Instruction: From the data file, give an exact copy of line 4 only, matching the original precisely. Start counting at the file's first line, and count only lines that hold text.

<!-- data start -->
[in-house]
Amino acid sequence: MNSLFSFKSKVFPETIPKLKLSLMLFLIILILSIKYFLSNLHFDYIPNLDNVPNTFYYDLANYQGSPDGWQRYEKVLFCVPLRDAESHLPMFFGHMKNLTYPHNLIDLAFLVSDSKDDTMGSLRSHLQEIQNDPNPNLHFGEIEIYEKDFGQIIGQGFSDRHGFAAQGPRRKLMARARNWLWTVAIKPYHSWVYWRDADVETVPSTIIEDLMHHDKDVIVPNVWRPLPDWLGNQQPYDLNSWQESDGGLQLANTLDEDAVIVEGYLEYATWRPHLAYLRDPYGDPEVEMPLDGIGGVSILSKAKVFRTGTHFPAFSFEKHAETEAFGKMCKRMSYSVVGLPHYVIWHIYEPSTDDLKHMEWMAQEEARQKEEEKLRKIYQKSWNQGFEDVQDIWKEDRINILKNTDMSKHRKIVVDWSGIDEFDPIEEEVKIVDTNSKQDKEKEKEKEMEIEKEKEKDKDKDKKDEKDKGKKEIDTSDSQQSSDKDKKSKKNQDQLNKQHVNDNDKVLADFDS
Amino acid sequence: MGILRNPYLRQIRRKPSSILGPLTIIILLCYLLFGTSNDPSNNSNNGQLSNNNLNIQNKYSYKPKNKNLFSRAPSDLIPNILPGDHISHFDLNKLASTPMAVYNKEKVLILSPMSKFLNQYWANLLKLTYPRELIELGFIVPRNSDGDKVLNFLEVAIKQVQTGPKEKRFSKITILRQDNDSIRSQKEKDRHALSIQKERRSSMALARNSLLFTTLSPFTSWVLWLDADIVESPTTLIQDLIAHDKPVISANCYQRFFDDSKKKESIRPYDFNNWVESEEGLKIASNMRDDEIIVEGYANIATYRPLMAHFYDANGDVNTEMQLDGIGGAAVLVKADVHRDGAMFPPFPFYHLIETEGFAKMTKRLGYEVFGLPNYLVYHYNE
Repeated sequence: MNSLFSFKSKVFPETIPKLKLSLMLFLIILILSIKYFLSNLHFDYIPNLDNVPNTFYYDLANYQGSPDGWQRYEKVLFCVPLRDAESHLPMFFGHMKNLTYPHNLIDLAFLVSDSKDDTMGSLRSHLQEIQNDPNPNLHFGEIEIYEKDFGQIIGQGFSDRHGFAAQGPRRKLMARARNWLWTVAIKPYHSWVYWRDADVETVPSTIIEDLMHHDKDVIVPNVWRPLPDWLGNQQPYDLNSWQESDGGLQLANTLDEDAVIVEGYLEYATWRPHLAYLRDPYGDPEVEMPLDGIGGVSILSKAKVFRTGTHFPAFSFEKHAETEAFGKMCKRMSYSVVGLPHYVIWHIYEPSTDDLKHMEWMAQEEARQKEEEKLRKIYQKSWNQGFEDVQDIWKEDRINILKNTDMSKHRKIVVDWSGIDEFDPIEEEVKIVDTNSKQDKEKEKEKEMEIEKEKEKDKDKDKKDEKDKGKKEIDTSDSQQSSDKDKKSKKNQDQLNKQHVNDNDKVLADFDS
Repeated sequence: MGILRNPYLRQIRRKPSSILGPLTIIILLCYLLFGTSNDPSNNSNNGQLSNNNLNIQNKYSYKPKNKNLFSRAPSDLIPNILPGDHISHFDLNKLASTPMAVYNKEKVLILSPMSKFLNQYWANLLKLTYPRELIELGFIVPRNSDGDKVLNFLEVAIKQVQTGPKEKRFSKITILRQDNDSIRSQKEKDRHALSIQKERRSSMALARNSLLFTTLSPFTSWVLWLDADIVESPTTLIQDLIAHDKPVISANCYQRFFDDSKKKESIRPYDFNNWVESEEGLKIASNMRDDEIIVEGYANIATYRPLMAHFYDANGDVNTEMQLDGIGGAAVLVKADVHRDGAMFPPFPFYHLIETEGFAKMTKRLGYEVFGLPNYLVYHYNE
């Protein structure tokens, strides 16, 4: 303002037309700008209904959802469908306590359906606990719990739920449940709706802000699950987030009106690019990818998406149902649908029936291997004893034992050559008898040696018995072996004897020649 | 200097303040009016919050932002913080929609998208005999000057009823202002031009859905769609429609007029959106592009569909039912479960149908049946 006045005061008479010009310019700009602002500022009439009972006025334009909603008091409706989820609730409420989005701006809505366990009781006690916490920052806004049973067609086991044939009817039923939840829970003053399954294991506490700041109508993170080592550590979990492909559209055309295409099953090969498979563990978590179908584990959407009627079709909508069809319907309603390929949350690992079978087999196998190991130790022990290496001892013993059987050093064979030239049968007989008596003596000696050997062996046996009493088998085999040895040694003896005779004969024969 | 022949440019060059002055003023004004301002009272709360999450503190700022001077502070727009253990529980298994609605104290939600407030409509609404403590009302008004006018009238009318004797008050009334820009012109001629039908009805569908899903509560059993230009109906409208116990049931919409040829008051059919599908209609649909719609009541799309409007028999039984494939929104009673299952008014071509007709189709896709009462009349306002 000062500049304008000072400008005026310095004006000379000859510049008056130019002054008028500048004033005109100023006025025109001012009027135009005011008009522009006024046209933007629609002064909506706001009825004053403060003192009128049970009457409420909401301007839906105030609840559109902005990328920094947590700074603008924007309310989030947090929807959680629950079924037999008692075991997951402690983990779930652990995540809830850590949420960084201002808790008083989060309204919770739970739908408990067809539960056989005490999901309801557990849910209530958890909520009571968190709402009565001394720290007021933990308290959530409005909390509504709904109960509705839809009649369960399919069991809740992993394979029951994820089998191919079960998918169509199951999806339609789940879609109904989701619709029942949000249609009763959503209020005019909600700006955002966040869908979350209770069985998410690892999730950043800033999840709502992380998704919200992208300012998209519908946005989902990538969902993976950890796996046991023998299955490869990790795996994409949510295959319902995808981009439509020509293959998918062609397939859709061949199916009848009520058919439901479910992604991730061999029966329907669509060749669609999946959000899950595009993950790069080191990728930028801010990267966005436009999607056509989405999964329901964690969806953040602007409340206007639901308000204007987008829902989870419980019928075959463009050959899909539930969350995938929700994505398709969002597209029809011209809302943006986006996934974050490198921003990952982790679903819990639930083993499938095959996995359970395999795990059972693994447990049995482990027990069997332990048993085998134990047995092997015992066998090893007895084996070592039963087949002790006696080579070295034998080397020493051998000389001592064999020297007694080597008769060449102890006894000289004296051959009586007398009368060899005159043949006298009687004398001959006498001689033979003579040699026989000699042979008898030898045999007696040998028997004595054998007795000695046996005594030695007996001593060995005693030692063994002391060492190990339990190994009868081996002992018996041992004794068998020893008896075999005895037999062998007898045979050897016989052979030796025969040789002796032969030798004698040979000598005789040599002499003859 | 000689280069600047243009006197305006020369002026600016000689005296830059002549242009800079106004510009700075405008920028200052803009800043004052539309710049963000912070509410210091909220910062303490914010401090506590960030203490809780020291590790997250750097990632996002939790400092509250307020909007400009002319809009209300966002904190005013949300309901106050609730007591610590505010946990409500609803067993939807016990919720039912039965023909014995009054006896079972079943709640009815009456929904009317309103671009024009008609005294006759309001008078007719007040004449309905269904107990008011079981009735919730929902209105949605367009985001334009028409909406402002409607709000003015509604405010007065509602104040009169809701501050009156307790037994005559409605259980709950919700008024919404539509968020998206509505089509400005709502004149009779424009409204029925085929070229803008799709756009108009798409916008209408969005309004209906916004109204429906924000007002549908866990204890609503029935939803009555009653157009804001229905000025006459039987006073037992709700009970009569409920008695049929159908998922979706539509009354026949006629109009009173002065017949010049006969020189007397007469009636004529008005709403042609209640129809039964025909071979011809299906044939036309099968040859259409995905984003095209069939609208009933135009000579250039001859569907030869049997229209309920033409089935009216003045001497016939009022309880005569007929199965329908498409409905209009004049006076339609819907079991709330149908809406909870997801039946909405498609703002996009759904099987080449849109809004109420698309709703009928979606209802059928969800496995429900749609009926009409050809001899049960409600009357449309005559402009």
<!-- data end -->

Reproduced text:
Repeated sequence: MNSLFSFKSKVFPETIPKLKLSLMLFLIILILSIKYFLSNLHFDYIPNLDNVPNTFYYDLANYQGSPDGWQRYEKVLFCVPLRDAESHLPMFFGHMKNLTYPHNLIDLAFLVSDSKDDTMGSLRSHLQEIQNDPNPNLHFGEIEIYEKDFGQIIGQGFSDRHGFAAQGPRRKLMARARNWLWTVAIKPYHSWVYWRDADVETVPSTIIEDLMHHDKDVIVPNVWRPLPDWLGNQQPYDLNSWQESDGGLQLANTLDEDAVIVEGYLEYATWRPHLAYLRDPYGDPEVEMPLDGIGGVSILSKAKVFRTGTHFPAFSFEKHAETEAFGKMCKRMSYSVVGLPHYVIWHIYEPSTDDLKHMEWMAQEEARQKEEEKLRKIYQKSWNQGFEDVQDIWKEDRINILKNTDMSKHRKIVVDWSGIDEFDPIEEEVKIVDTNSKQDKEKEKEKEMEIEKEKEKDKDKDKKDEKDKGKKEIDTSDSQQSSDKDKKSKKNQDQLNKQHVNDNDKVLADFDS